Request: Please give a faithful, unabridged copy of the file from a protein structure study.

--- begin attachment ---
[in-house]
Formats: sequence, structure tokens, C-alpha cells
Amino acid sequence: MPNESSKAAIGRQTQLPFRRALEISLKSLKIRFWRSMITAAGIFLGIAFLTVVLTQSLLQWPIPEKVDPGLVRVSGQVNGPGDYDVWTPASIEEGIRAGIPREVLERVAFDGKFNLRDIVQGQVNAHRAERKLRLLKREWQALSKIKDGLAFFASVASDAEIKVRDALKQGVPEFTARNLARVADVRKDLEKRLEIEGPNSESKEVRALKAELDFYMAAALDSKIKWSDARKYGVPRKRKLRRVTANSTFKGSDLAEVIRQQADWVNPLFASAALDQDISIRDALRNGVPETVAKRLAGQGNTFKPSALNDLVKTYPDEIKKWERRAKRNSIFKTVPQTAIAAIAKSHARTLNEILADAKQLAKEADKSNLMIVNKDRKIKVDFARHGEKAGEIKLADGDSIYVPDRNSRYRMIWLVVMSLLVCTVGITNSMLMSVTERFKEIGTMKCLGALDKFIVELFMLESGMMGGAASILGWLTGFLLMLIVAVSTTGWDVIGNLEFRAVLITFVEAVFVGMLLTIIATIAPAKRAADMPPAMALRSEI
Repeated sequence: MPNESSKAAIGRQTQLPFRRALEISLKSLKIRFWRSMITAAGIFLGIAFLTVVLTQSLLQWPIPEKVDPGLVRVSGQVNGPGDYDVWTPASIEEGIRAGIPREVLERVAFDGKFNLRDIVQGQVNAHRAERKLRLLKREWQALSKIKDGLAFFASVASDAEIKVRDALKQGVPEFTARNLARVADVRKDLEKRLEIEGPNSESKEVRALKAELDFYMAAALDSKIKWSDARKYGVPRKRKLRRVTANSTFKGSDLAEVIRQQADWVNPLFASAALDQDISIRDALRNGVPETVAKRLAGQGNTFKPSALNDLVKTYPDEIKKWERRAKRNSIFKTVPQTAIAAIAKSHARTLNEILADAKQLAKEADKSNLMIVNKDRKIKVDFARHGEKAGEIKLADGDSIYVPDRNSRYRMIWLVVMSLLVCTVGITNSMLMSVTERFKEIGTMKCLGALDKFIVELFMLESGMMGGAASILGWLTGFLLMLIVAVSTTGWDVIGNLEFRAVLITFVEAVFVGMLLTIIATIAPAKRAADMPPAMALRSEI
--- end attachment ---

[in-house]
Formats: sequence, structure tokens, C-alpha cells
Amino acid sequence: MPNESSKAAIGRQTQLPFRRALEISLKSLKIRFWRSMITAAGIFLGIAFLTVVLTQSLLQWPIPEKVDPGLVRVSGQVNGPGDYDVWTPASIEEGIRAGIPREVLERVAFDGKFNLRDIVQGQVNAHRAERKLRLLKREWQALSKIKDGLAFFASVASDAEIKVRDALKQGVPEFTARNLARVADVRKDLEKRLEIEGPNSESKEVRALKAELDFYMAAALDSKIKWSDARKYGVPRKRKLRRVTANSTFKGSDLAEVIRQQADWVNPLFASAALDQDISIRDALRNGVPETVAKRLAGQGNTFKPSALNDLVKTYPDEIKKWERRAKRNSIFKTVPQTAIAAIAKSHARTLNEILADAKQLAKEADKSNLMIVNKDRKIKVDFARHGEKAGEIKLADGDSIYVPDRNSRYRMIWLVVMSLLVCTVGITNSMLMSVTERFKEIGTMKCLGALDKFIVELFMLESGMMGGAASILGWLTGFLLMLIVAVSTTGWDVIGNLEFRAVLITFVEAVFVGMLLTIIATIAPAKRAADMPPAMALRSEI
Repeated sequence: MPNESSKAAIGRQTQLPFRRALEISLKSLKIRFWRSMITAAGIFLGIAFLTVVLTQSLLQWPIPEKVDPGLVRVSGQVNGPGDYDVWTPASIEEGIRAGIPREVLERVAFDGKFNLRDIVQGQVNAHRAERKLRLLKREWQALSKIKDGLAFFASVASDAEIKVRDALKQGVPEFTARNLARVADVRKDLEKRLEIEGPNSESKEVRALKAELDFYMAAALDSKIKWSDARKYGVPRKRKLRRVTANSTFKGSDLAEVIRQQADWVNPLFASAALDQDISIRDALRNGVPETVAKRLAGQGNTFKPSALNDLVKTYPDEIKKWERRAKRNSIFKTVPQTAIAAIAKSHARTLNEILADAKQLAKEADKSNLMIVNKDRKIKVDFARHGEKAGEIKLADGDSIYVPDRNSRYRMIWLVVMSLLVCTVGITNSMLMSVTERFKEIGTMKCLGALDKFIVELFMLESGMMGGAASILGWLTGFLLMLIVAVSTTGWDVIGNLEFRAVLITFVEAVFVGMLLTIIATIAPAKRAADMPPAMALRSEI